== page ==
Chapter 2: Safety

Chapter 2

Safety

Experience is the name everyone gives to their mistakes.
—Oscar Wilde

Section I – The Welding Work Environment

The Welding Work Area

Like playing with fire, welding is inherently dangerous. The goal of this chapter is not to scare you with the list of possible hazards: the goal is to equip you with the knowledge to avoid these hazards. To begin, the right work environment is critical for welding safely.

A good welding area should:

  • Be clean and comfortable to work in.
  • Allow you to position the work to avoid welding on the floor unless absolutely necessary. You will not do you best work there.
  • Be free of drafts on the work from fans, wind, windows, and doors, yet still have adequate ventilation to reduce the inhalation of welding fumes.
  • Provide bright light: welding in sunlight is better than in dim light because the non-glowing parts of the weld show up better.
  • F because better welds will result at these temperatures than welds made in cold temperatures. However, acceptable welds can be made at ambient temperatures in the 40–50ºF range except where the weld specifications call for preheating.
  • Have tools positioned within easy reach of the welder.
  • Be free of combustibles, puddles and tripping hazards.
  • Be outfitted with all the necessary personal safety equipment for the processes to be used.

Section II – Eye, Face & Skin Protection

Welding Hazards

Welding and cutting operations produce many hazards. These include both ultraviolet, infrared and visible radiation, flying metal particles, sparks, chipping slag, and grinding particles. Because these hazards are ever present in the welding environment, proper selection and consistent use of appropriate eye, face and skin protection is vital.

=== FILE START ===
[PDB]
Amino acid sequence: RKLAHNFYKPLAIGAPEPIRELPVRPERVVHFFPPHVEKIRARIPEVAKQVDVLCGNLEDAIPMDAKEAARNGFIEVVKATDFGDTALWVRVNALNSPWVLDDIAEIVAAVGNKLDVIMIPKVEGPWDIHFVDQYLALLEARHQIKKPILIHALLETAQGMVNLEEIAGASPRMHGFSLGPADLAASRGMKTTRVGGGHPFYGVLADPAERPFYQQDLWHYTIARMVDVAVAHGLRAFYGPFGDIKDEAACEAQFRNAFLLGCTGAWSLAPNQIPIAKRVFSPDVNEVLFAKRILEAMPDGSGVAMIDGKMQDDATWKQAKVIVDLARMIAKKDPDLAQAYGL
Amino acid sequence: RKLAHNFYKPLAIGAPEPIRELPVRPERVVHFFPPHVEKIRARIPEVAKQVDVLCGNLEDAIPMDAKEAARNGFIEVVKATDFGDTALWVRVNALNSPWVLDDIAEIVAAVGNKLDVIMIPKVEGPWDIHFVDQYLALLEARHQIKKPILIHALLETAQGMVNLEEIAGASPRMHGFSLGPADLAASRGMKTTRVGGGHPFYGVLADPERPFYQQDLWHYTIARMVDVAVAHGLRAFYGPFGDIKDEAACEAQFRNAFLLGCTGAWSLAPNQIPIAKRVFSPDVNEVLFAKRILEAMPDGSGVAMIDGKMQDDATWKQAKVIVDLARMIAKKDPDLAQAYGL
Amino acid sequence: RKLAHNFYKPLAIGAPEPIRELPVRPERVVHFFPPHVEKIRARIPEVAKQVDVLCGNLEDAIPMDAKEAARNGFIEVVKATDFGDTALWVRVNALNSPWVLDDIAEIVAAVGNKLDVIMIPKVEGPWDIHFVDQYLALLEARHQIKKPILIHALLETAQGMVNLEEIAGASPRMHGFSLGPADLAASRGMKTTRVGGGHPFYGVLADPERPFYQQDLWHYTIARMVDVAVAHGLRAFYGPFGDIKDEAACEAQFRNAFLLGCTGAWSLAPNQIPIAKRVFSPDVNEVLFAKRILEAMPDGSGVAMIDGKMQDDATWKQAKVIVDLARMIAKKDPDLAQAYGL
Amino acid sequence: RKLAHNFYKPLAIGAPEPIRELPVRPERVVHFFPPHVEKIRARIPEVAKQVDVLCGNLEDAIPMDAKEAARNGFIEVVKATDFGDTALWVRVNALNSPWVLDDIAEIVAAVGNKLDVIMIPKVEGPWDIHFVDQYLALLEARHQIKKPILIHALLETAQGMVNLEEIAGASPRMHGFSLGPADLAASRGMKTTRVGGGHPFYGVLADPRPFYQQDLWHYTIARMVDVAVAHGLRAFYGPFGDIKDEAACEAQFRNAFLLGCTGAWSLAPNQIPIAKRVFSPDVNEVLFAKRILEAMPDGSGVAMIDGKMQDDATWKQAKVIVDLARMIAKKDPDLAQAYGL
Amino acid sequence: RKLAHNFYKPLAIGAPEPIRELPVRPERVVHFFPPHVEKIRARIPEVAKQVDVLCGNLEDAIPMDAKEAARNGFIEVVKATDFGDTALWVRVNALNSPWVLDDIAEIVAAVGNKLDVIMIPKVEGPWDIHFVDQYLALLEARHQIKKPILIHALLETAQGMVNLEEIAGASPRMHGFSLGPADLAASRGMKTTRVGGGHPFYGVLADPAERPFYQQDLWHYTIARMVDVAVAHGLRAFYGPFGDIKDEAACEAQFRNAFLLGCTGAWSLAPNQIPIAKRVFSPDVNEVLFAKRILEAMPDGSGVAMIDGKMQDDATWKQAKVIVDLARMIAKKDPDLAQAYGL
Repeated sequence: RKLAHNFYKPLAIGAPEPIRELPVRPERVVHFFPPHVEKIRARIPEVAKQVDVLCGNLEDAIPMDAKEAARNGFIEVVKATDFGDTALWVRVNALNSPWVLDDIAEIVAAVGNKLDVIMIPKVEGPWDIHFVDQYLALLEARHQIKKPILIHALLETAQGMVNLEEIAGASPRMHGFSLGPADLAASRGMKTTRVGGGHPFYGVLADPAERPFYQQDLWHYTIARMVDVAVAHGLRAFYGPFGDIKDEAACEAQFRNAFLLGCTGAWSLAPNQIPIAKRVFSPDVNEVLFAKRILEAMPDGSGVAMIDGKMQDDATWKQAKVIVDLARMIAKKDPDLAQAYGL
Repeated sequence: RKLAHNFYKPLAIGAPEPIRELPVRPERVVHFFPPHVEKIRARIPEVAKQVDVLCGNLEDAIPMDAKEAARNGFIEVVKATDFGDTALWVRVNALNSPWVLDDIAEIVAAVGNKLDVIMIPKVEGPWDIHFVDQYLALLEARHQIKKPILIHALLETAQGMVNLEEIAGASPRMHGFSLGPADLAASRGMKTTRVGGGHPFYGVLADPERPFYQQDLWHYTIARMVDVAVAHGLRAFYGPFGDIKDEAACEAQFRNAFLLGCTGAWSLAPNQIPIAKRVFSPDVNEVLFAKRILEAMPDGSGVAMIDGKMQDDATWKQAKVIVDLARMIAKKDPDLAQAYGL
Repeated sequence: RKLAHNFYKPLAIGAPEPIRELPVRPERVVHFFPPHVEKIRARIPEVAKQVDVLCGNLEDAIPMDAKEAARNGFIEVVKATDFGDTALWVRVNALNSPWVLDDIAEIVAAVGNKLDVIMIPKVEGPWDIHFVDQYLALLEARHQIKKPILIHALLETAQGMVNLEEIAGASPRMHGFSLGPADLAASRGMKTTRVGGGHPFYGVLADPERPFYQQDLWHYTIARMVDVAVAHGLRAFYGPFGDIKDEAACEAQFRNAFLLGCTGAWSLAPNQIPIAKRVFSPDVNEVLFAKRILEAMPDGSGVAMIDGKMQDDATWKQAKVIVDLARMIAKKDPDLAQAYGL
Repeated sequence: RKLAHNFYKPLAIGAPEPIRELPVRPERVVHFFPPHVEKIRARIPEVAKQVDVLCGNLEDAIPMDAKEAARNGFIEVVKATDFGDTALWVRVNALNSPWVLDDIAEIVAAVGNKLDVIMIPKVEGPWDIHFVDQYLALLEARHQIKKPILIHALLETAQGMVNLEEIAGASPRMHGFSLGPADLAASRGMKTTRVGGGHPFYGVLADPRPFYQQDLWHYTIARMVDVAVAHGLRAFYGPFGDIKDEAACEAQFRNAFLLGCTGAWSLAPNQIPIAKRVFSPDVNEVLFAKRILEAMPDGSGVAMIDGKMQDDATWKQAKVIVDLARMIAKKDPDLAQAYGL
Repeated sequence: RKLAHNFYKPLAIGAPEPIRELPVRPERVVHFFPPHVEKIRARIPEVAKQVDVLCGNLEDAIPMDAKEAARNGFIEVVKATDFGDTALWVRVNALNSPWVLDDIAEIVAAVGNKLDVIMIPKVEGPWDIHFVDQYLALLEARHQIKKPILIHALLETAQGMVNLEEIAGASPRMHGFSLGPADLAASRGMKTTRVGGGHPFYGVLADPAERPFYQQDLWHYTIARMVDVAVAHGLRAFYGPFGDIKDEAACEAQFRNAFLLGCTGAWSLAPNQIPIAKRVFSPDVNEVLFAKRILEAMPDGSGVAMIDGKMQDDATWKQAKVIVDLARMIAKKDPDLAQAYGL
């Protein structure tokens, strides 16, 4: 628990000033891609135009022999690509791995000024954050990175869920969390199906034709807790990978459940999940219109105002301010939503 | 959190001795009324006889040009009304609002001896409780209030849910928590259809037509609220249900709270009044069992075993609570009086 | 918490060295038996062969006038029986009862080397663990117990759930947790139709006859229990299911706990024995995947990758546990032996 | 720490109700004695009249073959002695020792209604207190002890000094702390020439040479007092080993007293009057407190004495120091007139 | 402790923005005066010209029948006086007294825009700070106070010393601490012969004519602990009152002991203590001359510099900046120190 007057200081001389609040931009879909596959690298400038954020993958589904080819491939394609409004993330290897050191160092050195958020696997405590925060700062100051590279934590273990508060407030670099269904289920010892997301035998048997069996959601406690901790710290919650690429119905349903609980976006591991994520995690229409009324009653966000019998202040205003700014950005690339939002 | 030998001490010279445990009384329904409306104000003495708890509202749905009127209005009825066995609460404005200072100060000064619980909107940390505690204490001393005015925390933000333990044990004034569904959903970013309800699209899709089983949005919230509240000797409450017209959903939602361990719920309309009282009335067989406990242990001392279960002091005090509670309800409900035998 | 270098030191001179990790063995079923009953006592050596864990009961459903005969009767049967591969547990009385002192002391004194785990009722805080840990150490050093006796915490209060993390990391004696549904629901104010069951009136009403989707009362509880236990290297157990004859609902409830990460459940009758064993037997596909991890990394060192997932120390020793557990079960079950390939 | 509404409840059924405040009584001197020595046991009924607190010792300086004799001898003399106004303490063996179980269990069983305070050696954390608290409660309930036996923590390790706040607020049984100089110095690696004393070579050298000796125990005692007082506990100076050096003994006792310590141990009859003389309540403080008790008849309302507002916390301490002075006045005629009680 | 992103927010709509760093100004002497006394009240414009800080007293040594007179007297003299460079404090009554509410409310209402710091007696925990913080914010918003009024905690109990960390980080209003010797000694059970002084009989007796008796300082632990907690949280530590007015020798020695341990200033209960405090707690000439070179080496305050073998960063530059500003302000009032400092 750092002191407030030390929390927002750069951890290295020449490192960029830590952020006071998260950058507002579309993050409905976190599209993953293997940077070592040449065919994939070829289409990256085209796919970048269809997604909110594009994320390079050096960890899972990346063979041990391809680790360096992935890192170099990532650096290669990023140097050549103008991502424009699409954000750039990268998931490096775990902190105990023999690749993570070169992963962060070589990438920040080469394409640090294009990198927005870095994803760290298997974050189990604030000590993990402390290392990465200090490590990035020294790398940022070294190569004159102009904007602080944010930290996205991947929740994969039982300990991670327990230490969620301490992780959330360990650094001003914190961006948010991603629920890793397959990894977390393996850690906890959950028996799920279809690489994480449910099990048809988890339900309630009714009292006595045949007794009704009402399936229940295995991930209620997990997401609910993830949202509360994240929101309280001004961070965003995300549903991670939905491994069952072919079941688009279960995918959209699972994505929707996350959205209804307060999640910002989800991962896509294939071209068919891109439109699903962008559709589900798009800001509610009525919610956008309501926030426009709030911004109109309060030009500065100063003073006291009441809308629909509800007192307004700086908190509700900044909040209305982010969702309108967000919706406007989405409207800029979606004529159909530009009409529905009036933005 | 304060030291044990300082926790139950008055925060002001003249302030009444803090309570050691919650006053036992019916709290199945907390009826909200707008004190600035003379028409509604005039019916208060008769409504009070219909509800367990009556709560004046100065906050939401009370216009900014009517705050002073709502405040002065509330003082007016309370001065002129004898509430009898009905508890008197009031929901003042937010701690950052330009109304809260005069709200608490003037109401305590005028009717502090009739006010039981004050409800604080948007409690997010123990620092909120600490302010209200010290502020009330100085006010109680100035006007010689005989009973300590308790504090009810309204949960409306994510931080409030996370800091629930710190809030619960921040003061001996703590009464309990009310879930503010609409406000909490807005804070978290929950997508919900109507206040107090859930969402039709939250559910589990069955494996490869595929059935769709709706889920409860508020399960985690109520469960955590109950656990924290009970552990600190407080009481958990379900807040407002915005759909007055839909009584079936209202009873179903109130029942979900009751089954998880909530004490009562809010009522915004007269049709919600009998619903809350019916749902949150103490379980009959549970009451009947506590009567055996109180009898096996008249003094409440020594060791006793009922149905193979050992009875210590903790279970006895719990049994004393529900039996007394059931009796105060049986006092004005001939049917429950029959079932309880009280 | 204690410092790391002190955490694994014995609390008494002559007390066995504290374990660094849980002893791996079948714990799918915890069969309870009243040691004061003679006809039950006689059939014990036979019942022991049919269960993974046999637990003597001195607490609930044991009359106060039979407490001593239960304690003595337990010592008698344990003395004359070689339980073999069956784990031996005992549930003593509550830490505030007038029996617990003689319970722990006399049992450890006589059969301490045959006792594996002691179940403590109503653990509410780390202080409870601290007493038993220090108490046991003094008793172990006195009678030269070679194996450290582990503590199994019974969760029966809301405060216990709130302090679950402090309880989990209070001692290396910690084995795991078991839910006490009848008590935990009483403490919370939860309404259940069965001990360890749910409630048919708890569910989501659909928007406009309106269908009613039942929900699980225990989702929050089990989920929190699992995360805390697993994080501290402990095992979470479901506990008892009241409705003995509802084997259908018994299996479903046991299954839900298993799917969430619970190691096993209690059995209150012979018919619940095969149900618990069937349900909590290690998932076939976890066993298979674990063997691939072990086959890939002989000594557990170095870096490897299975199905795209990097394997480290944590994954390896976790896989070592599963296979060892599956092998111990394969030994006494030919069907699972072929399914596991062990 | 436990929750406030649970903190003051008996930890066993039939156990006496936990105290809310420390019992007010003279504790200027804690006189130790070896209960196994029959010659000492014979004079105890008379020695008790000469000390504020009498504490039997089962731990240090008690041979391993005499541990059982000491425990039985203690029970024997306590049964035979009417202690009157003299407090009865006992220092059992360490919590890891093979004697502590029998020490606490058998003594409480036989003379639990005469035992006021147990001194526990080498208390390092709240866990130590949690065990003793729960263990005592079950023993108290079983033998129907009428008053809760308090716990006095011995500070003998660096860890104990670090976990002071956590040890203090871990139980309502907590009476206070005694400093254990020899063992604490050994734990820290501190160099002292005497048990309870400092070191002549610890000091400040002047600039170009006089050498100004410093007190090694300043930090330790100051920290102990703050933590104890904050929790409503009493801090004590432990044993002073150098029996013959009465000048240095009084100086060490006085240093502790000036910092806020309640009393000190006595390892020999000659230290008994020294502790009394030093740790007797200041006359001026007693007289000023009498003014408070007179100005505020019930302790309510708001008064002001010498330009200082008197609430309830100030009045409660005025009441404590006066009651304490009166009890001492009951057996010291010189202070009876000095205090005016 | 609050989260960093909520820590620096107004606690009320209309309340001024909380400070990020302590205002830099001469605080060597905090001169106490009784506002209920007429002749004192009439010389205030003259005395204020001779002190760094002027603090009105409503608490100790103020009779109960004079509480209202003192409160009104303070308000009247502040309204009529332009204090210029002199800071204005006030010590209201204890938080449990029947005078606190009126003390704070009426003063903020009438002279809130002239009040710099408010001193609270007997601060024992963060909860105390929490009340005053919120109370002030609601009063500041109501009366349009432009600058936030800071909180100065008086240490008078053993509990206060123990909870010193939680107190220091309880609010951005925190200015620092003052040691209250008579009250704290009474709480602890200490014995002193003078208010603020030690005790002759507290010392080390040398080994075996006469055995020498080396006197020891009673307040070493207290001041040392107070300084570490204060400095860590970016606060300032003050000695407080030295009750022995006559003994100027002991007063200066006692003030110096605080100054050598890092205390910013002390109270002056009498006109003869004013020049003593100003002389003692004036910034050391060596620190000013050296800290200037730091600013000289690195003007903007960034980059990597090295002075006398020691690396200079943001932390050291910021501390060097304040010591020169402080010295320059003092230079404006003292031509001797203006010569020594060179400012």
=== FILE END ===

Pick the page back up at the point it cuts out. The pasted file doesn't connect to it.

Prescription Glasses & Safety Glasses

If you’re now wearing bifocal lenses, you should know that Varilux-type progressive lenses are a big improvement over traditional bifocals. When the wearer looks straight ahead, these lenses focus at long distances, and when the wearer looks down at an angle, the lenses focus at a normal distance for reading. This arrangement works well for most situations, but for some shop projects—welding and layout work are good examples—the wearer needs to see close work at a straight-ahead angle. In this case, the lenses are set for a long-distance focus and the work is blurry. For most people the solution is to purchase a pair of inexpensive, drug-store reading glasses for close work. These readers are adequate for some close-up shop work if worn under safety goggles, but prescription safety glasses made specifically for the welding work environment are the proper solution. Remember: Safety glasses with side shields should be worn at all times in the welding shop.